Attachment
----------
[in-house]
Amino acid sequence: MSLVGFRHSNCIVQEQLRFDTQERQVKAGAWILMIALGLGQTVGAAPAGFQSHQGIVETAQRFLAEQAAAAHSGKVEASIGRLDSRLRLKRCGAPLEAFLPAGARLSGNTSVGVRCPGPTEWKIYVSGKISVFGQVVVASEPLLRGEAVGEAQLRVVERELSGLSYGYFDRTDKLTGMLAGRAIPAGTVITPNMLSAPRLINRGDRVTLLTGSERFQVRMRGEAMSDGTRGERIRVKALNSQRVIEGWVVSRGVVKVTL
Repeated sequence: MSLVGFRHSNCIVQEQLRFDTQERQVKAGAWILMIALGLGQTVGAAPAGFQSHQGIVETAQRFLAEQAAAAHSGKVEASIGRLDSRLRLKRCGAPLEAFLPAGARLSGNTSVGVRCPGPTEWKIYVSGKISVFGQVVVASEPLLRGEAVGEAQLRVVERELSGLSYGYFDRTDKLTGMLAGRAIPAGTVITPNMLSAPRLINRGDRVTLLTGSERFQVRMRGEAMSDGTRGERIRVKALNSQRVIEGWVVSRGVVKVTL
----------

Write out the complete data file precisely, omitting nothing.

[in-house]
Amino acid sequence: MSLVGFRHSNCIVQEQLRFDTQERQVKAGAWILMIALGLGQTVGAAPAGFQSHQGIVETAQRFLAEQAAAAHSGKVEASIGRLDSRLRLKRCGAPLEAFLPAGARLSGNTSVGVRCPGPTEWKIYVSGKISVFGQVVVASEPLLRGEAVGEAQLRVVERELSGLSYGYFDRTDKLTGMLAGRAIPAGTVITPNMLSAPRLINRGDRVTLLTGSERFQVRMRGEAMSDGTRGERIRVKALNSQRVIEGWVVSRGVVKVTL
Repeated sequence: MSLVGFRHSNCIVQEQLRFDTQERQVKAGAWILMIALGLGQTVGAAPAGFQSHQGIVETAQRFLAEQAAAAHSGKVEASIGRLDSRLRLKRCGAPLEAFLPAGARLSGNTSVGVRCPGPTEWKIYVSGKISVFGQVVVASEPLLRGEAVGEAQLRVVERELSGLSYGYFDRTDKLTGMLAGRAIPAGTVITPNMLSAPRLINRGDRVTLLTGSERFQVRMRGEAMSDGTRGERIRVKALNSQRVIEGWVVSRGVVKVTL